For years, vinyl records have defied sales expectations, with their popularity growing even as streaming music has come to dominate the industry.
The likes of Spotify, Apple Music and YouTube Music made physical formats – vinyl, CD and tapes – less attractive, and music stores across South Africa, including chains such as Musica and Look and Listen, closed as demand slumped.
There was a time when people waited with bated breath for the latest record to be released or spent hours at listening stations trying to decide which CDs to buy.
These days, most people stream their music online or buy digital tracks through services like iTunes. But what happened to the old bricks-and-mortar retail outlets that used to house records and CDs?
South Africa’s last remaining music retail chain, Musica, closed its doors in May 2021 when the move to digital streaming, coupled with the Covid pandemic, killed off the business.
Look and Listen, another popular store that opened its first store in 1969 in Eloff Street, Johannesburg and eventually expanded to 19 outlets in shopping centres around South Africa, also did not survive the storm. Its last store closed in 2017 after nearly 50 years in business.
PwC Africa entertainment and media leader Alinah Motaung said: “The vast entertainment and media complex is growing more rapidly than the global economy, and with each passing year more people are spending more of their time, attention and money on the complex and increasingly immersive experiences available. In essence, the industry is becoming more digital, more mobile, more pitched at media that attract the young, and more evenly distributed around the globe.”
According to Gear Patrol, a US-based product review site, for the first time in almost two decades, CD sales are rising in that country.
“After being in a steady decline since 2000, CD sales grew in 2021 for the first time in nearly two decades. CDs are simply the best-sounding physical audio format that most people can get their hands on.
“Most streaming services – Tidal and Apple Music are exceptions – compress their music. While most consumers don’t have the audio hardware to tell the difference, audiophiles prefer uncompressed (or lossless) music, which is also offered on CDs.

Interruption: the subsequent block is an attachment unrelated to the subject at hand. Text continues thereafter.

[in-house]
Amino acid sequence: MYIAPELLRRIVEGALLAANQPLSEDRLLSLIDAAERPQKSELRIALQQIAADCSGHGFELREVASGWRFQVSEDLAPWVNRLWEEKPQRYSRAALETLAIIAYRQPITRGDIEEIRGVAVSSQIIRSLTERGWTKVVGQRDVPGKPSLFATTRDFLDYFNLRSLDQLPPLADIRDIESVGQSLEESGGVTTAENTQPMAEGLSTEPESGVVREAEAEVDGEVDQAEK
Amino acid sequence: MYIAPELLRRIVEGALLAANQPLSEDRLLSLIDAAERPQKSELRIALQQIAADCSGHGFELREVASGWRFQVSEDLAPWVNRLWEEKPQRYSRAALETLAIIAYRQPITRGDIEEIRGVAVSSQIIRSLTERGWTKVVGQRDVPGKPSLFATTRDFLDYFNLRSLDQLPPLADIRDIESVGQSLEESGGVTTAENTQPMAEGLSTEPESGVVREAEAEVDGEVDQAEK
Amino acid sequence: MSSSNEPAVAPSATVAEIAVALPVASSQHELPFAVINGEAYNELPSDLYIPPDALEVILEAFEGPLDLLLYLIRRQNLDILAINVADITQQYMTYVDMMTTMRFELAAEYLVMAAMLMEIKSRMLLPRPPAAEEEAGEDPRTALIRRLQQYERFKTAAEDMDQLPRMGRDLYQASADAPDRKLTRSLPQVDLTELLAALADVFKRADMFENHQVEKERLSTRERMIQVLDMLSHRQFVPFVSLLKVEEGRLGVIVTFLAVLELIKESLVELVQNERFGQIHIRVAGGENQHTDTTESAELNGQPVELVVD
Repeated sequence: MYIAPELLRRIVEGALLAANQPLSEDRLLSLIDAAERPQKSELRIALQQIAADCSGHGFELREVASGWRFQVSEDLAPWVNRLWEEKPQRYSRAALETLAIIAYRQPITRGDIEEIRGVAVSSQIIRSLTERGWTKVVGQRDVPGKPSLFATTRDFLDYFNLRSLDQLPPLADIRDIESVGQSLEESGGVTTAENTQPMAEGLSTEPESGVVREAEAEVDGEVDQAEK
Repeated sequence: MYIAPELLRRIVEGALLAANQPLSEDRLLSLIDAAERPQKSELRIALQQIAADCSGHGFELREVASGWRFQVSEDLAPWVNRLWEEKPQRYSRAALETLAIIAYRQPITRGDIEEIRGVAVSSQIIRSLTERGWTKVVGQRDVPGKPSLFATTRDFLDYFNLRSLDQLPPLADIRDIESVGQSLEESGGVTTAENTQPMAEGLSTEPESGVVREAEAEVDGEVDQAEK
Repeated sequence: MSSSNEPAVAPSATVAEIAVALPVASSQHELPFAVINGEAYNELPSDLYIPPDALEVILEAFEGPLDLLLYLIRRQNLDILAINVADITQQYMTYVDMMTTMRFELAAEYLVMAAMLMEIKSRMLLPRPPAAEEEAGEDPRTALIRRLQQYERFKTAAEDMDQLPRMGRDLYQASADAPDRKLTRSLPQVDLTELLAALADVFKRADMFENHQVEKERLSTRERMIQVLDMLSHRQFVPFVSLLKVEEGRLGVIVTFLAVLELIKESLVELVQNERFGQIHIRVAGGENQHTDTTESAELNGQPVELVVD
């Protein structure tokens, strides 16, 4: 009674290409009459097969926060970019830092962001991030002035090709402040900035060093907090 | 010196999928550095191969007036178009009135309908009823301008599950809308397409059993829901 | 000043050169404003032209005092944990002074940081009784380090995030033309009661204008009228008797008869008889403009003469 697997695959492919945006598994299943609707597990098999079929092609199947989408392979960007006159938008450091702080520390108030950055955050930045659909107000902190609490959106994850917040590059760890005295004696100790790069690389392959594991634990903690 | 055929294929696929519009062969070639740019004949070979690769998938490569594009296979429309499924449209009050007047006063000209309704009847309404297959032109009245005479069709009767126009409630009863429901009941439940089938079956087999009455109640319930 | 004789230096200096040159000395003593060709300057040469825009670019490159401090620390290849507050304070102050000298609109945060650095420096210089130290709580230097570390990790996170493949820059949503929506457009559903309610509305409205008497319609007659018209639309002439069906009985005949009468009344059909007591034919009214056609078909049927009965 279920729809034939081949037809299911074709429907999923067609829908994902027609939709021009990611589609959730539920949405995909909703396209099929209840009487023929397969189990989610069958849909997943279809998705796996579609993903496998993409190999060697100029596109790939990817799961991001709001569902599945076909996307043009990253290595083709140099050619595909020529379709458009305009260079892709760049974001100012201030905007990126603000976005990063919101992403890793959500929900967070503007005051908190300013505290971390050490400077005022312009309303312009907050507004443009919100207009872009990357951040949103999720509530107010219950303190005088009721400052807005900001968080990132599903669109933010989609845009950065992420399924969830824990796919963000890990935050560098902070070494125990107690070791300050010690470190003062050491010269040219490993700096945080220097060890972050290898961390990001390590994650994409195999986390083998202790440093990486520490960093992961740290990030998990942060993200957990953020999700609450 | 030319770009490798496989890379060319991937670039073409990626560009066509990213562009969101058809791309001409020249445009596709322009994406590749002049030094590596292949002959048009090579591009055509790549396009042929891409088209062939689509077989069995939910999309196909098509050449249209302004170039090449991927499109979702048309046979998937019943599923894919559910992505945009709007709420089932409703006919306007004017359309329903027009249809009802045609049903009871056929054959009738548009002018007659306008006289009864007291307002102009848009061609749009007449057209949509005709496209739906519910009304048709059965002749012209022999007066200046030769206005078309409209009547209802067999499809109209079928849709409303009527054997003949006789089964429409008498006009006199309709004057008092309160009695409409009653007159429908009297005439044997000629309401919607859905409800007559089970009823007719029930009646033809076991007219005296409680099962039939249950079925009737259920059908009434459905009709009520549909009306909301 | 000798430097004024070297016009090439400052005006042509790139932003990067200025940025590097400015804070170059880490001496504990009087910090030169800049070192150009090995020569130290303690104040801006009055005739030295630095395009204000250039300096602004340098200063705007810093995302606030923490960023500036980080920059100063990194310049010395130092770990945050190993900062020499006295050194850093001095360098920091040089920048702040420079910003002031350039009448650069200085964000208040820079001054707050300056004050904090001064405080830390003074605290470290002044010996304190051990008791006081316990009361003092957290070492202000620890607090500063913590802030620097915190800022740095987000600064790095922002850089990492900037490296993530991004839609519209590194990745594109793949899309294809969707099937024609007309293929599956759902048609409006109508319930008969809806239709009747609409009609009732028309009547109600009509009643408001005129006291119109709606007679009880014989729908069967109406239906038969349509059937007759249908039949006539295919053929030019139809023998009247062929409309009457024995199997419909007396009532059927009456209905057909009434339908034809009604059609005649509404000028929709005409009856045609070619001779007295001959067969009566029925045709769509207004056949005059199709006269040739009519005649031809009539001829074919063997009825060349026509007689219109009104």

Audio hardware manufacturers continue to make CD players precisely because of demand from audiophiles. As Gear Patrol notes, in the past few years companies such as Cambridge Audio, Panasonic, McIntosh, Rotel and Sony have all released new CD players.
There are also a huge number of CDs in people’s homes. In the US, for example, music fans have purchased 14.9 billion CDs since the format’s arrival. That’s according to the Recording Industry Association of America, which also says physical music sales – primarily vinyl records, but CDs, too, and even cassettes – increased by 4% in 2022 compared to the year before.
Physical-format sales accounting for US$4.6-billion of the $26.2-billion worldwide music market, according to the International Federation of the Phonographic Industry’s Global Music Report 2023.
It was the second consecutive year that physical music sales increased, the IFPI said. Vinyl has been the driving force, with revenue up 17.1% in 2022, after a 51.3% increase in 2021. CD sales declined slightly in 2022, the report said.
Asked about sales in South Africa, Compact Disc Warehouse, a South African online music store, said: “There are plenty of people who still prefer to listen to music due to the clarity of the sound. There’s also a consensus that, unlike physical music formats, digital music files are inferior in sound quality – hence some audiophiles preferring music on CD.
“Although CDs are no longer manufactured in South Africa, we go all-out to source albums that are in demand. We import CDs from the US, Europe and Japan. Some customers are even willing to pay more than R300 for an imported CD,” said CD Warehouse.
For example, there was a recent customer who requested that the company import the new Kylie Minogue album, Tension. It turned out the album would cost R380; nonetheless, the customer went ahead with the purchase.
“The genre that sells more than any other is R&B, followed by rock and jazz. Although technological advancements have changed the way music is distributed and consumed, there are people, particularly the older generation, who have not adapted, or are unwilling to embrace new methods of listening to music by streaming it, or are unwilling to pay monthly subscription fees and high data costs,” CD Warehouse said. Some customers simply prefer to have a tangible product in their hands.
The same shift in sentiment seems to be informing movie watching.
Since Netflix first launched its streaming service in 2007, consumers have shifted away from physical movies, even ditching their DVD and Blu-ray players in favour of online viewing.
With thousands of movies and TV shows available to stream from companies including Netflix, Disney, Hulu, Amazon and Apple, DVDs have become all but obsolete. Best Buy in the US, for example, announced earlier this month that it would no longer stock DVD movies.
South Africans can still buy DVDs via Takealot. Loot and various specialist stores also still supply limited stock of DVDs. — (c) 2023 NewsCentral Media